In addition to Guatemalan archaeologists and students, collaborators on the work are from Ibaraki University, Naruto University of Education, and the Graduate University for Advanced Studies in Japan.

Inomata’s archaeological team working at Ceibal in Guatemala.

Inomata’s archaeological team working at Ceibal in Guatemala. (Photo: Takeshi Inomata )

Radiocarbon dating took place at Paleo Laboratory Company in Japan and at the Accelerator Mass Spectrometry Laboratory in the University of Arizona physics department.

The National Science Foundation, National Endowment for the Humanities, National Geographic Foundation, the Alphawood Foundation, and the University of Arizona’s Agnes Nelms Haury Program in Environment and Social Justice funded the work.

University of Arizona anthropology professor Daniela Triadan excavates the collapsed facade of the royal palace of Ceibal, which was burned during the Classic Maya collapse in the 9th century.

University of Arizona anthropology professor Daniela Triadan excavates the collapsed facade of the royal palace of Ceibal, which was burned during the Classic Maya collapse in the 9th century. (Photo: Takeshi Inomata )

Top Image: Mayan Ruins, Yucatan (1848) by Robert S. Duncanson. Source: Public Domain

The article, originally titled ‘ 2 Maya collapses came in waves of unrest ’ by Alexis Blue-U. Arizona was originally published on Futurity and has been republished under a Creative Commons license.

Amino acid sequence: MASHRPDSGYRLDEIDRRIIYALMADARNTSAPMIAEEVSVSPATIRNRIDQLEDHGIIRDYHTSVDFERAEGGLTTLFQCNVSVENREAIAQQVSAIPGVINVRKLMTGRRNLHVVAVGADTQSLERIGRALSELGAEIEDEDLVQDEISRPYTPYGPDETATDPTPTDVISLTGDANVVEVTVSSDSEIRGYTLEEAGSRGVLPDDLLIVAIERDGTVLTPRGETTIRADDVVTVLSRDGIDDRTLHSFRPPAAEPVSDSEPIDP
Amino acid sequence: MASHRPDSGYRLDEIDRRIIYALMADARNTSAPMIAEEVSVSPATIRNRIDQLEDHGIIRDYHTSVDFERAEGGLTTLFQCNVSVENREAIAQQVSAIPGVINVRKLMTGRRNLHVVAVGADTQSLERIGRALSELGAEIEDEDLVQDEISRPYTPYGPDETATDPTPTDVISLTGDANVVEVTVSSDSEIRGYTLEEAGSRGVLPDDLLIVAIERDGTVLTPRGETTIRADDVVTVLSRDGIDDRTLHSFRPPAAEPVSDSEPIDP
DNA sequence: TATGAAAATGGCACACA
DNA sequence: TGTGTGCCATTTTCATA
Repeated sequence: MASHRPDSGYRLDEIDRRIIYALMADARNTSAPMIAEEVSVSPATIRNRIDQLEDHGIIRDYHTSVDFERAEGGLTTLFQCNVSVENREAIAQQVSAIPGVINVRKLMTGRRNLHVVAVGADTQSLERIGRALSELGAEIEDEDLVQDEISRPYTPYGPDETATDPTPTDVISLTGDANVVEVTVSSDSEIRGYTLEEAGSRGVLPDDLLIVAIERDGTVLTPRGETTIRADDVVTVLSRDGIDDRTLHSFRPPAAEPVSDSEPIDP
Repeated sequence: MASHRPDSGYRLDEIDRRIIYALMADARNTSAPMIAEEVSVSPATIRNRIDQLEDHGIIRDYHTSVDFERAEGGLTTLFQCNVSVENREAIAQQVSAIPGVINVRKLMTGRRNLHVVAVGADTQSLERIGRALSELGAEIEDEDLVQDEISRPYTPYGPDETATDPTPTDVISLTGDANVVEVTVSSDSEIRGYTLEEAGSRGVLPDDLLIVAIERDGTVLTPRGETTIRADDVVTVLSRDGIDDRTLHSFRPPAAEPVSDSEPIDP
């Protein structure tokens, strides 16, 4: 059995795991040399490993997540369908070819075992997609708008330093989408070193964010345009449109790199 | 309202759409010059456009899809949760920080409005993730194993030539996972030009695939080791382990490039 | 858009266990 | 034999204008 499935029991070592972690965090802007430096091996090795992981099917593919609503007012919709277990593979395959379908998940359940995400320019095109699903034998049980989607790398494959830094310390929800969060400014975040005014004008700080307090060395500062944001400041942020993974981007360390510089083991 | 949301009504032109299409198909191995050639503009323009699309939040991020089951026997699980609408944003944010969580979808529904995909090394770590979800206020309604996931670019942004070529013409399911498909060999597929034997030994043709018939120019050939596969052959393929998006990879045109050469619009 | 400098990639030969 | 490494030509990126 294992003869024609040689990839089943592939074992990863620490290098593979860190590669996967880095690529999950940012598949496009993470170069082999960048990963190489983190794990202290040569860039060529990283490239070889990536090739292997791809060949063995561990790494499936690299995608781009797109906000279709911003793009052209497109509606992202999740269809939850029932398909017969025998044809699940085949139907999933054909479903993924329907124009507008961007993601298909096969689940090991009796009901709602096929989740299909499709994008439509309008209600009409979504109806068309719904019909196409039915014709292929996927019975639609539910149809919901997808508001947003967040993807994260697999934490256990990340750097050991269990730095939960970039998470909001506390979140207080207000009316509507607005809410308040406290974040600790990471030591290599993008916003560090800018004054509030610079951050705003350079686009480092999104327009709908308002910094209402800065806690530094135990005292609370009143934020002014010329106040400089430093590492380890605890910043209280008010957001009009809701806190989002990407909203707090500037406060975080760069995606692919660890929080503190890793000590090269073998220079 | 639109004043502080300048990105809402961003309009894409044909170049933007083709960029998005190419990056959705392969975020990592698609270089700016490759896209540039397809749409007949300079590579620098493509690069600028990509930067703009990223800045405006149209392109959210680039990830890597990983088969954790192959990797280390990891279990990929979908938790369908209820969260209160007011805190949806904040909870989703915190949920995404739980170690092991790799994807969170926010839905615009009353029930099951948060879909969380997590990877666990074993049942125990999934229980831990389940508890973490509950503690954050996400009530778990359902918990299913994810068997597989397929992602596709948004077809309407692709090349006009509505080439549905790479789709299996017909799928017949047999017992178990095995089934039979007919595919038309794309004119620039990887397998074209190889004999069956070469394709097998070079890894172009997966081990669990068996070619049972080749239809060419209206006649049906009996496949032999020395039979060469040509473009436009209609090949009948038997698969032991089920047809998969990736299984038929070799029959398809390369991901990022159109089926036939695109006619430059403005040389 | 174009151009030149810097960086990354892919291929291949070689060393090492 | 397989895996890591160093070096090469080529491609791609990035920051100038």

Comments

I think he is right on the money. It is hard to discredit an eye witness...

Roberto Peron's picture

I tend to agree with  Sky Walker.  Climate change has always been at the heart of the collapse of many civilizations throughout history.  First came drought and the fallout was collapse of the civilization.  

I have read that much of the fall of the Mayan and Inca empires were the result of deforestation and a social-economic political-religious breakdown. Damage in the Inca cities showed that what are now considered to be government building were burned, while other structures were not. This would suggest that there was an uprising against the ruling class at this time. As the populations of these empires grew, they needed to cut more and more of their forest to make room for crop planting. Eventually this failed, and with the lack of food and general discontent that inevitably comes with very large population, their society crashed. My question still remains - where did they all go? Tens of thousands of people abandoned these cities - where did they resettle?

Yes… I believe it was long term weather conditions.

I'm not kidding when I say this:

In a previous lifetime, I was a priest there during the later time. What happened was directly the result of a drought that caused the priest class to lose all credibility, since they could not avert it.

Human sacrifices were increased to appease the gods. The people were told that the gods were unhappy with them to justify it. But the lack of results in such matters convinced the people that either the priests were not effective (and therefore not in touch with the gods), or, the gods were actually against the priests.

Either way the people saw it, the result was the same- total distrust in the priestly ruling class and a collapse of society that was built around the belief that the priests were the rightly intercessors between the people and the gods.